People should have final say in COVID-19 pandemic response, and with Senate Bill 2, they will

Over the last 10 months, York Countians have inundated our offices with questions and concerns over unilateral decisions set by the governor.


During any crisis, communication, collaboration and transparency are key to provide clarity to avoid confusion.


In the early days of the pandemic, the governor unilaterally shut down many businesses – large and small – across all sectors, with few exceptions.


Businesses then had to submit a waiver to be granted permission by state bureaucrats to open their doors and provide their good or service.


According to a report by the former Auditor General, the business waiver process was “subjective” with “inconsistencies” and “puzzling decisions.”


This has been a key a theme throughout the pandemic.


One York County kitchen cabinet manufacturer was denied a business waiver to operate, while the business bearing the governor’s family name continued to operate. There was no rhyme or reason, and the shuttered cabinet manufacturer had no recourse.


Then the state’s top health official at the time saw fit to move her mother out of a care home, which raised eyebrows as the same state officials forced nursing homes across the state to accept new COVID-19 positive patients. Imagine family members with loved ones in nursing homes seeking assurances that their loved ones were safe. What was their recourse?


Over two million Pennsylvanians were laid off through no fault of their own and were forced to navigate an outdated unemployment compensation system they have paid into only to find themselves tangled in a bureaucratic web. The General Assembly authorized over $300 million to make upgrades to this system since 2013. When these workers needed the system the most, it failed them. What was their recourse?


The state-owned liquor stores were eventually able to offer curbside pick-up, yet our locally owned small business retailers were not afforded that same option. What was their recourse?


Locally owned garden centers were shut down throughout the spring, yet you could stand shoulder-to-shoulder with your neighbors at the large big box home improvement stores and buy the same products our small businesses offer. What was their recourse?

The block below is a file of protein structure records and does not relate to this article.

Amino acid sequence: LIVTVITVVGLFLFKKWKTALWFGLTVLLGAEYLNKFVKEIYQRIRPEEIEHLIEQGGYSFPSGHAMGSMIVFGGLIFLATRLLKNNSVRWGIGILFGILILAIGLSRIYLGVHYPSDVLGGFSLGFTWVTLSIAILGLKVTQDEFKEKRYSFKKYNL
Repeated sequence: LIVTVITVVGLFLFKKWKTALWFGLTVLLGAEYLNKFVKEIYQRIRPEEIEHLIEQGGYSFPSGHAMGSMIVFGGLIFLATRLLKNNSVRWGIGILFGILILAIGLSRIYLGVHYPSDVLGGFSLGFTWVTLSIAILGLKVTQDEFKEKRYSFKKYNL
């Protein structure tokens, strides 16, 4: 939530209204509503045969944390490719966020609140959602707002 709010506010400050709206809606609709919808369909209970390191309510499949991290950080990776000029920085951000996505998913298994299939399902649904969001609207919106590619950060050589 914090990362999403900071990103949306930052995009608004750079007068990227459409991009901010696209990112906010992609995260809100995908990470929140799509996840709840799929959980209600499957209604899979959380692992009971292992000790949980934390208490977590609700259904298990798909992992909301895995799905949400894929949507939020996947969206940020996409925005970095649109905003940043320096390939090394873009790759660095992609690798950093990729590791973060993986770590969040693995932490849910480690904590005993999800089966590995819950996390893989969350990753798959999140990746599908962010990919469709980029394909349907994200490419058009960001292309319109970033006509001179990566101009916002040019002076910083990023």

The governor would use late-afternoon press conferences to announce his unilateral decisions that went into effect within hours.


Now we are seeing teachers, first responders and police officers placed on a waiting list behind smokers to get their COVID-19 vaccine. What is their recourse?


Let me be abundantly clear: The people who are ordering these massive shutdowns and requiring nursing homes to accept COVID-19 positive patients have not missed a paycheck. They have dutifully signed the back of their paycheck every two weeks since March.


The majority of the members in the General Assembly want to give you the recourse.


Here is the one little known fact: the governor, the legislature and the courts cannot amend your constitution. Only you can.


If you believe the status quo is working, then you can express your opinion at the ballot box. However, should you believe there should be more collaboration, you can express your opinion at the ballot box. The key point is that you will make the ultimate decision.


We kept hearing the phrase: we are all in this together. This does not mean that we all blindly follow the orders of one individual. It requires collaboration, communication and transparency.


We are starting with collaboration and that is where you come in – Senate Bill 2 is a proposed constitutional amendment, which means no governor, court or legislature can stand in your way from exercising your rights to change your state constitution.


In order for your state constitution to be amended, the legislature must approve the same proposed constitutional amendment as a standalone bill in back-to-back legislative sessions.


The legislature approved this measure last session and again, at the start of this new legislative session.


In stating his opposition to the measure, the governor said, “So, now they are attempting to amend the Constitution to get their way.”


The people of Pennsylvania will finally get a front row seat in providing a referendum of sorts as to how this governor has handled this pandemic over the last 10 months, and how future emergencies should be handled – with or without the will of the duly elected state representatives and senators of the General Assembly.


No threat from the governor can stop the people of Pennsylvania from exercising their constitutional right to amend their own constitution.

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